This week’s floor business in the Oregon House is now on hold following word from state leaders that a person working in the Capitol has tested positive for COVID-19.
House Speaker Tina Kotek, D-Portland, announced the news on Monday. Citing medical privacy laws, she declined to name the person in question. She did not say whether they were a state lawmaker or legislative staff member.
According to Kotek, the person may have made contact with state lawmakers on the House floor between March 15 and March 16. All people present those days have been notified by human resources, she said, and the House chamber and accompanying areas will be fumigated accordingly. Floor business in the Oregon Senate is expected to go uninterrupted.
“The priority for the session continues to be to keep people safe and do the people’s work,” Kotek said in a statement.
Kotek is encouraging anyone present on the House Floor those days not showing symptoms to self-isolate for the next 10 days. House floor business will not resume until next Monday at the earliest. Committee work, which is being held online, will continue as usual.
Oregon House Democrats’ agenda this week included advancing an $18 million bill funding six emergency homeless shelters. Under state protocol, bills must be voted on in-person as well as read aloud in full.
The days-long shutdown of the House further inflamed mounting tensions in the chamber where the House Republican minority has denied Democrats the two-thirds majority necessary to waive the chamber’s bill reading rules.
In a letter sent to Kotek on Monday, House Minority Leader Christine Drazan, R-Canby, laid out a list of demands House Republicans want met before considering reforming chamber rules. They include limiting legislation to the pandemic and natural disasters, only advancing bills with bipartisan support, keeping floor time within regular work hours, and granting House Republicans more airtime to voice their concerns.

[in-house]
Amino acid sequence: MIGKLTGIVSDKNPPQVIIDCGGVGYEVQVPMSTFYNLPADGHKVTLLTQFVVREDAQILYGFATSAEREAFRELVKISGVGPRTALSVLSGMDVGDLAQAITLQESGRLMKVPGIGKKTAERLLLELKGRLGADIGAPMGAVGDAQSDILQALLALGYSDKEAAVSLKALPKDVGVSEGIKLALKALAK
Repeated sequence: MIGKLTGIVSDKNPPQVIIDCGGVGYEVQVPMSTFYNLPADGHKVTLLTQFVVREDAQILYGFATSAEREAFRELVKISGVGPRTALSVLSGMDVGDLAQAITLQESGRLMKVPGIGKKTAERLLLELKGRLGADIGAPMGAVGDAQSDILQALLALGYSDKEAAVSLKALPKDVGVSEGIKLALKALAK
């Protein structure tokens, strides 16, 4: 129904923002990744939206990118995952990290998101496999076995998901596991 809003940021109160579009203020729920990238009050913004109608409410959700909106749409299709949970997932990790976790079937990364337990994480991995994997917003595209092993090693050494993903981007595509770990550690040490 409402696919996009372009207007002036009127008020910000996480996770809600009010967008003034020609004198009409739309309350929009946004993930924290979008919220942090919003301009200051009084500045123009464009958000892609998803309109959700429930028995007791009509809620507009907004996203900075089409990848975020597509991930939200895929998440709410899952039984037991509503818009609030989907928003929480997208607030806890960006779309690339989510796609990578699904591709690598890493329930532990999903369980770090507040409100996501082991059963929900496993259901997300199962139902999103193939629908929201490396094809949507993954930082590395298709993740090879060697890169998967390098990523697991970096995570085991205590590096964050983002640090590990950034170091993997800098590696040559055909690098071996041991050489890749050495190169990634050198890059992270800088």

With some 4,000 bills on the table this session, House committees are not allowing themselves the time to think through the bills they are sending to the floor, according to Drazan.
“As long as the building is closed to the public and deeply controversial legislation continues to be fast-tracked in committees, we will continue to depend on the Constitution, to remind the supermajority we should not operate like it’s business as usual while the public is shut out,” Drazan wrote. “This is a year for healing, in our state and nation; a time to come together. It is not a time for deeply divisive, partisan legislation while the public is locked out of the building.”
The sole members of the Oregon Legislature eligible for COVID vaccinations right now are those who qualify for shots on account of age. Gov. Kate Brown received the Johnson & Johnson vaccine earlier this month to hep build public trust in the vaccine rollout, according to her office.
Eight hours east in Boise, six Idaho state lawmakers tested positive for COVID-19. The Idaho state legislature has since decided to go into recess until April 6.
The Oregon state Capitol building has been closed to the general public since last March during the onset of the COVID-19 pandemic. State lawmakers, legislative staff, police, and select members of the press are among the only people clear to enter. Tighter security, including a chain link fence, was added the building after a mob of Trump supporters broke into it on December 21.
On Monday, the Oregon Health Authority reported 178 new COVID-19 cases in the state, bringing the total caseload to 161,706 and the death toll to 2,365.
The Oregon Legislature’s six-month long session is set to adjourn on June 28.
This article was originally posted on COVID-19 cans floor business in Oregon House amid mounting political tensions
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